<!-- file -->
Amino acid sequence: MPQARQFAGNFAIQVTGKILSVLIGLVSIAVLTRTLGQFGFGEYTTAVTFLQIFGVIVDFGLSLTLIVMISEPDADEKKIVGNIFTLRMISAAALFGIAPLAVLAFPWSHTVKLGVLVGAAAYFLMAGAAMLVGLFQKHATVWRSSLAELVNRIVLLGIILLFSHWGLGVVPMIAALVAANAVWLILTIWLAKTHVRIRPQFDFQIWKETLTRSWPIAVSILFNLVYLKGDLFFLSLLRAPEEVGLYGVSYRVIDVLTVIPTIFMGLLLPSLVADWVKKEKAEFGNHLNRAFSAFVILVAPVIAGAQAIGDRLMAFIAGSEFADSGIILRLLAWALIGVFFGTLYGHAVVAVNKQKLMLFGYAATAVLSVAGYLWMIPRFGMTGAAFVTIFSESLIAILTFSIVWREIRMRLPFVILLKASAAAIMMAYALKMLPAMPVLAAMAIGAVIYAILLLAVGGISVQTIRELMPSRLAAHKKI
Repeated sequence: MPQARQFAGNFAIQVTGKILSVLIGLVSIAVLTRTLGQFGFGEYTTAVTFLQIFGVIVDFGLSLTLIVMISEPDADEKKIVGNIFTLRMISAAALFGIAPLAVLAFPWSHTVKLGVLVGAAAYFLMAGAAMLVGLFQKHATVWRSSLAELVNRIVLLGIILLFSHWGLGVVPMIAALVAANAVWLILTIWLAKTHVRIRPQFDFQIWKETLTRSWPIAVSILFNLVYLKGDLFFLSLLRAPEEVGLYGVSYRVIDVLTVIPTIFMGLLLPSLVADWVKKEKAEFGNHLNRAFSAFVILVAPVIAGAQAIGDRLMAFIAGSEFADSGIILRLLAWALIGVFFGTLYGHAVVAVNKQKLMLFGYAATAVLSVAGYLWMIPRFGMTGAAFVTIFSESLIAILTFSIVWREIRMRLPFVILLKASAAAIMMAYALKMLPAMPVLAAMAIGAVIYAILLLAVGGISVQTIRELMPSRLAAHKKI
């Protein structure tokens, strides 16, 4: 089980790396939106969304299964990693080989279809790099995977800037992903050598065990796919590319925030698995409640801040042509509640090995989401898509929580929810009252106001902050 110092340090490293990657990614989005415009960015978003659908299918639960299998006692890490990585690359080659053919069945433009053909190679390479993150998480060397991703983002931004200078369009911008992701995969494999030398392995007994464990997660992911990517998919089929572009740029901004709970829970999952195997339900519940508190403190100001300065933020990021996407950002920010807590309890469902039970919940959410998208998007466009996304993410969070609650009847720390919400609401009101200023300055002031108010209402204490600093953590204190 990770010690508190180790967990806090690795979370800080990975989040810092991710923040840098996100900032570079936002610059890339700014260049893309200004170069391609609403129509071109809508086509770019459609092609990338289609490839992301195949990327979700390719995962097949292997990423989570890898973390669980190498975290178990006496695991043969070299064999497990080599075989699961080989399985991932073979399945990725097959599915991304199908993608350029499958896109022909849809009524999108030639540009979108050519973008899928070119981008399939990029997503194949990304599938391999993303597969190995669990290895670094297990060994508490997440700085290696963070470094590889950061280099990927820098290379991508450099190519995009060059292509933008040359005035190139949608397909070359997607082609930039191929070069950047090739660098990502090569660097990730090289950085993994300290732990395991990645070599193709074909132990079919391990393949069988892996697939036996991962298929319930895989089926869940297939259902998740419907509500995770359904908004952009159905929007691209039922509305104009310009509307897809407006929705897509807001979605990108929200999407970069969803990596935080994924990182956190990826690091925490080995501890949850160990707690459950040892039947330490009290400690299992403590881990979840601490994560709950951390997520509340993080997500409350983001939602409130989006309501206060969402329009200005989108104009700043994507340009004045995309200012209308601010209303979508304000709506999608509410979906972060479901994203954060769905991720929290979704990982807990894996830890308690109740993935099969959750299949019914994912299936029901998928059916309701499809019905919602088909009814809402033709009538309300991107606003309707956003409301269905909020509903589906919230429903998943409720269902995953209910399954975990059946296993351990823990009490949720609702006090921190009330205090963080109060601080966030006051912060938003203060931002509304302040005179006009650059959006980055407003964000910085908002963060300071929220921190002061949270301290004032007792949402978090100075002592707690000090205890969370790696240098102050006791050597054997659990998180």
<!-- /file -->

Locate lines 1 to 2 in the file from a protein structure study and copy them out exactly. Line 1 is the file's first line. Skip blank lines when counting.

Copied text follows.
Amino acid sequence: MPQARQFAGNFAIQVTGKILSVLIGLVSIAVLTRTLGQFGFGEYTTAVTFLQIFGVIVDFGLSLTLIVMISEPDADEKKIVGNIFTLRMISAAALFGIAPLAVLAFPWSHTVKLGVLVGAAAYFLMAGAAMLVGLFQKHATVWRSSLAELVNRIVLLGIILLFSHWGLGVVPMIAALVAANAVWLILTIWLAKTHVRIRPQFDFQIWKETLTRSWPIAVSILFNLVYLKGDLFFLSLLRAPEEVGLYGVSYRVIDVLTVIPTIFMGLLLPSLVADWVKKEKAEFGNHLNRAFSAFVILVAPVIAGAQAIGDRLMAFIAGSEFADSGIILRLLAWALIGVFFGTLYGHAVVAVNKQKLMLFGYAATAVLSVAGYLWMIPRFGMTGAAFVTIFSESLIAILTFSIVWREIRMRLPFVILLKASAAAIMMAYALKMLPAMPVLAAMAIGAVIYAILLLAVGGISVQTIRELMPSRLAAHKKI
Repeated sequence: MPQARQFAGNFAIQVTGKILSVLIGLVSIAVLTRTLGQFGFGEYTTAVTFLQIFGVIVDFGLSLTLIVMISEPDADEKKIVGNIFTLRMISAAALFGIAPLAVLAFPWSHTVKLGVLVGAAAYFLMAGAAMLVGLFQKHATVWRSSLAELVNRIVLLGIILLFSHWGLGVVPMIAALVAANAVWLILTIWLAKTHVRIRPQFDFQIWKETLTRSWPIAVSILFNLVYLKGDLFFLSLLRAPEEVGLYGVSYRVIDVLTVIPTIFMGLLLPSLVADWVKKEKAEFGNHLNRAFSAFVILVAPVIAGAQAIGDRLMAFIAGSEFADSGIILRLLAWALIGVFFGTLYGHAVVAVNKQKLMLFGYAATAVLSVAGYLWMIPRFGMTGAAFVTIFSESLIAILTFSIVWREIRMRLPFVILLKASAAAIMMAYALKMLPAMPVLAAMAIGAVIYAILLLAVGGISVQTIRELMPSRLAAHKKI